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There are Yankees and then there are The Yankees

Recently The Son, who has always been independent minded, posted a picture of himself and The Moose. The Moose was dressed in a Yankee’s shirt and there was an immediate outcry because of all the teams the immediate and extended family supports – the Red Sox, the Nats, the Giants, the Cubs, the Mets, the Twins – the Yankees are not among them.

It reminded me of a column called “Yankee Talk” I wrote for a local paper. In the first installment I explained the origin of the word “Yankee.”

Yankee: what an odd name for an American. With its final double ‘e’, it looks and sounds more like something you’d find in a Chinese dictionary, perhaps as the name of a vegetable or a game.

In fact, it’s a Dutch word. It was probably originally “Janke,” pronounced “Yankee,” which is simply a nickname for Jan or John. Or it could have come from “Jan Kees” which means “John Cheese.” In the 1600’s this was a common name for the Dutch, which isn’t nearly as bizarre as it might seem; throughout history the Dutch have always been famous for their cheeses. Besides, if you stop to think about it, we still use the same kinds of names today: Everyone knows that John Bull is an Englishman or John Doe an ordinary American. In Dutch, John Cheese would have been pronounced “Yan Kees.”

To get back to our story: by 1680 there were a number of Dutch pirates plying their trade in the Caribbean and variations of “Janke,” or perhaps “Jan Kees,” appeared to be a popular name among them. Among the pirates, there are records for a “Yankee,” a “Captain Yankey,” and a “Yankee Duch”. In fact, it seems, that at least in the Caribbean, to be named “Yankee” was to be a pirate.

The exact route by which Yankee appeared on the mainland is not perfectly clear, but one likely theory is that the Dutch settlers of New York were so appalled by the business practices of the English colonists living just over the border in Connecticut that they named them “Yankees.” The English merely thought of themselves as thrifty and enterprising; the Dutch would have it that they were immoral, unethical pirates, more concerned with making money than giving fair value for their goods.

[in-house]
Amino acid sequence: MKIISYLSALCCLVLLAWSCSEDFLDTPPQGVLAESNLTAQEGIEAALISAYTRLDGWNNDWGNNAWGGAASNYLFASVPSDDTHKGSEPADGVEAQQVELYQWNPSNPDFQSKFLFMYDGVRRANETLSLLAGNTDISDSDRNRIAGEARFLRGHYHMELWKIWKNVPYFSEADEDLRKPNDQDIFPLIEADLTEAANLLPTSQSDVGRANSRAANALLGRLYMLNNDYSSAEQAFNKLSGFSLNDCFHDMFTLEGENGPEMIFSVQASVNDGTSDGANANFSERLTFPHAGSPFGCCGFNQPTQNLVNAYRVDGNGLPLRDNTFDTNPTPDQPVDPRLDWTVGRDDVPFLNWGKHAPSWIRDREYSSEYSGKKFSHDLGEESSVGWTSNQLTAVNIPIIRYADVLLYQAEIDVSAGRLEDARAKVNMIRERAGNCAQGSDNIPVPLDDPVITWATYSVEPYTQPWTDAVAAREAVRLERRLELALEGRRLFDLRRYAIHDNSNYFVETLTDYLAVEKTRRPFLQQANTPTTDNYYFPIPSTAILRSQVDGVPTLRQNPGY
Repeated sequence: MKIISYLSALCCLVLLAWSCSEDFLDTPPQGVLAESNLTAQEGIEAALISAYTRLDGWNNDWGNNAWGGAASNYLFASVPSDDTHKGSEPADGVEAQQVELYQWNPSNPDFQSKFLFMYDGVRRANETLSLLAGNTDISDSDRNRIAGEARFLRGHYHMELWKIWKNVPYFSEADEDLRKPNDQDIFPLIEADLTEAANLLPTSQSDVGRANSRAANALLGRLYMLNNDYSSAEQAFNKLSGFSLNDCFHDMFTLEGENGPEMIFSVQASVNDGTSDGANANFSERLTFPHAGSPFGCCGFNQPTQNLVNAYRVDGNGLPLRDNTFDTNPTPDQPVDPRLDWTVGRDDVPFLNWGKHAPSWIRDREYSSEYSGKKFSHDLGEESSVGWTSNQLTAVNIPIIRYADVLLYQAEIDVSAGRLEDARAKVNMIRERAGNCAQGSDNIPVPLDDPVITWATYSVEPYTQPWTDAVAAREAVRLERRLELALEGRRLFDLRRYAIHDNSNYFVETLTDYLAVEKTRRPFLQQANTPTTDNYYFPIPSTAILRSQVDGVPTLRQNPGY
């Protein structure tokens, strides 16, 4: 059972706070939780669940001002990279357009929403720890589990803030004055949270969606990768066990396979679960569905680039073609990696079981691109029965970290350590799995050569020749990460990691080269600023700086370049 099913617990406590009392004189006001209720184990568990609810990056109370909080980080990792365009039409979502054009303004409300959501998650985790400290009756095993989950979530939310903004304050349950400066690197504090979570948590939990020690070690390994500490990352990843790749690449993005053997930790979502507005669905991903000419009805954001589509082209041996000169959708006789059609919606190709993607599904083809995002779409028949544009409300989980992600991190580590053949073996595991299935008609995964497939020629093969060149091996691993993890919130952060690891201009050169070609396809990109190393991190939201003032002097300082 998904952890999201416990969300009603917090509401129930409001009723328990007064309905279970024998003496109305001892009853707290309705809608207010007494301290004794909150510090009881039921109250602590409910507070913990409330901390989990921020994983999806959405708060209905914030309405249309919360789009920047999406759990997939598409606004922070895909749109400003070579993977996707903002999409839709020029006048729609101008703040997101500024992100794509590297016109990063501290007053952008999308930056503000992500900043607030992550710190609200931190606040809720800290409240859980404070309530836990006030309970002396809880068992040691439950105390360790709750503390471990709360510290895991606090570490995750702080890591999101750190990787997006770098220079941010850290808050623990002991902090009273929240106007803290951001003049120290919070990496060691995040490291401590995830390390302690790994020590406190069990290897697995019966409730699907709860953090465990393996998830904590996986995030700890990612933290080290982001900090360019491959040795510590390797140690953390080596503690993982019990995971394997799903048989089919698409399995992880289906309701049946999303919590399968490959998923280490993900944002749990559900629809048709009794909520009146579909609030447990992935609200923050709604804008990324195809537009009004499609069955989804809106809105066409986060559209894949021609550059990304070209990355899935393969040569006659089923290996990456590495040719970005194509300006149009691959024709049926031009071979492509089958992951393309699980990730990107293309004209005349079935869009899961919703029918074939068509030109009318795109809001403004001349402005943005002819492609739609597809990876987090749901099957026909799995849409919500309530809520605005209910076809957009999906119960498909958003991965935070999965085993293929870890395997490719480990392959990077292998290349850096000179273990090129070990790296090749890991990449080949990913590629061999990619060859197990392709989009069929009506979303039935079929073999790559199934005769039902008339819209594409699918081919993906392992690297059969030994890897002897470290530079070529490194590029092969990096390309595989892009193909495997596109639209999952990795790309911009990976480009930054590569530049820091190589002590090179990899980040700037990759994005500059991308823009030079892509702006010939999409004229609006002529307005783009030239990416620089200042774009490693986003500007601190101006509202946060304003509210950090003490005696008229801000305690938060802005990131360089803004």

Yankee arrived as an insult and it stayed one for quite a while. In 1758, the British hero of the battle of Quebec, General Wolfe, used the word in a letter home deriding the colonists. Twenty years later during the Revolution, the British were still flinging the term around, but the colonists refused to be bullied and let it be known that they were proud to be Yankees. To prove it, they adopted a catchy little tune as their own special march. In fact, for a while Yankee Doodle was also known as the “Lexington March,” after the battle of Lexington and Concord.

So, with a past like that, who exactly is a Yankee today and just as important, how do people feel about the word now?

If you ask the world at large, you’ll be told that a Yankee is someone from the United States, and continuing the early Dutch and British usage, it’s not always a compliment to be known as one.

In the United States, a Yankee is someone who lives north of the Mason-Dixon line. Call someone from the south a Yankee and you immediately become a very bad insurance risk.

In the northern states, a Yankee is that very lucky independent and stubborn someone from New England who gets to eat pie for breakfast and enjoy spectacular fall foliage simply by walking outside. To be from New England is to be a Yankee and to be a Yankee is a glorious calling, indeed…most of the time.

I only learned about the ‘rest of the time’ quite recently. Last winter we landed at Boston after a long flight from London. We breezed through immigration and collected our luggage in record time. I was so looking forward to getting home and indulging in a little sleep when we screeched to a halt in customs. The inspector there was not so much interested in our suitcases or all the tea we had purchased, but rather in why my son was committing the indecency of wearing a “Yankees hat” in public.

In the future, “Yankee Talk” will muse on what it means to “talk like a Yankee,” at least in the first three senses of the word. I will not touch the fourth. I’m not that brave.

And so I thought looking at the picture of The Adorable Moose, 20 years may have passed, but nothing has changed. One now-grown up, independent stubborn Yankee raises the next. Yankees just love tradition.  Especially one that will start a little ruckus.

1 Comment

  1. Barbara Cole

    At last… explanation for why I love pie for breakfast!


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